That’s a good statement of a important point. If the simplest, most obvious way to use a tool isn’t secure, we must consider the system fundamentally insecure because that’s what will happen in practice. The programmer’s UX of security concerns is vital.

                                                                                  4. 6

                                                                                    That seems mostly reasonable to me. Using SQL in PLs where the default way to use it is by passing in ordinary strings that contain code is indeed insecure. Imagine if mainstream PLs had us defining and calling functions by calling eval() on strings all over the place: I would expect that to lead to terrific quantities of horrid security problems too. I accuse that passing a string to sqlite3_exec() or mysql_query()or PQexec() is equally as scary as passing a string to eval() because RDBMS query languages are either powerful enough to execute arbitrary code or complicated enough to inevitably have bugs that can be leveraged into arbitrary execution.

                                                                                    I’ve seen an interesting alternative in one of C J Date’s older books, “An Introduction to Database Systems”. He has examples of relational queries embedded directly into a language that looks like PL/1, where the queries are actually fully parsed at compile time. I think they had all the niceties, like references to ordinary lexical scoped variables in the queries turning into code that does all the correct binding at runtime and everything.

                                                                                    I’m thinking that one could make a much safer language be just as convenient as doing broken string concatenation is in current PHP, by using quasiquoting, reader macros or just straight up embedding SQL’s entire grammar into the PL’s own grammar in an expression context. I’d identify “PHP with mysql_query() replaced by quasiquoting” as a safer PL than “current PHP”.

                                                                                    Another strategy for making SQL injection harder to write by accident that I’ve seen is in the postgresql-simple library for Haskell. The query execution functions accept a string-like type called Query for which there is an IsString instance, so you can switch on the OverloadedStrings pragma and write code like execute connection "INSERT INTO dogs VALUES (? ?);" (name, cuteness) ­— so the correct, parameterised-query pattern is easy and convenient to write. At the same time, the incorrect string-concatenation code is still possible but much less convenient, so you’re much less likely to write it it. While you can build Query objects from strings, the syntax to actually do that is longer and involves looking up more stuff than the syntax for putting parameters in your queries.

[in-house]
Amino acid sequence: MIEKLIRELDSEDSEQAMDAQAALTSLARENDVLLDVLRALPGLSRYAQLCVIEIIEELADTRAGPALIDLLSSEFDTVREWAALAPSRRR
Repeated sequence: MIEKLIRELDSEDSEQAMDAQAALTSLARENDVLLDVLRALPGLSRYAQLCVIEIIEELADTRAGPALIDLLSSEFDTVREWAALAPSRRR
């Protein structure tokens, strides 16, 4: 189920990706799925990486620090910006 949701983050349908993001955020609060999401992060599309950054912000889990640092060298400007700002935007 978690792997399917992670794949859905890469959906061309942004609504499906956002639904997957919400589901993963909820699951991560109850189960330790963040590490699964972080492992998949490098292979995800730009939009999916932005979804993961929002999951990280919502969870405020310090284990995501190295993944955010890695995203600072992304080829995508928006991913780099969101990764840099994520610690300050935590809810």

IIRC there are also quasiquoters that let you write that as something looking like [sql|INSERT INTO foo VALUES (${name}, ${cuteness});] as an expression and automatically turn that into the above parameterised-query.

                                                                                    In all of the above, anywhere I refer to “PHP” you may instead read “any PL in which you use SQL by passing an ordinary string to a function or method with query or execute in the name”, i.e. very nearly all of them. PHP only does slightly worse than average here because mysql_query() comes bundled with the runtime but you have to install an ORM on purpose, whereas plenty of other PLs come with neither SQL bindings nor an ORM so it’s almost equally difficult to install the ORM or the raw SQL binding.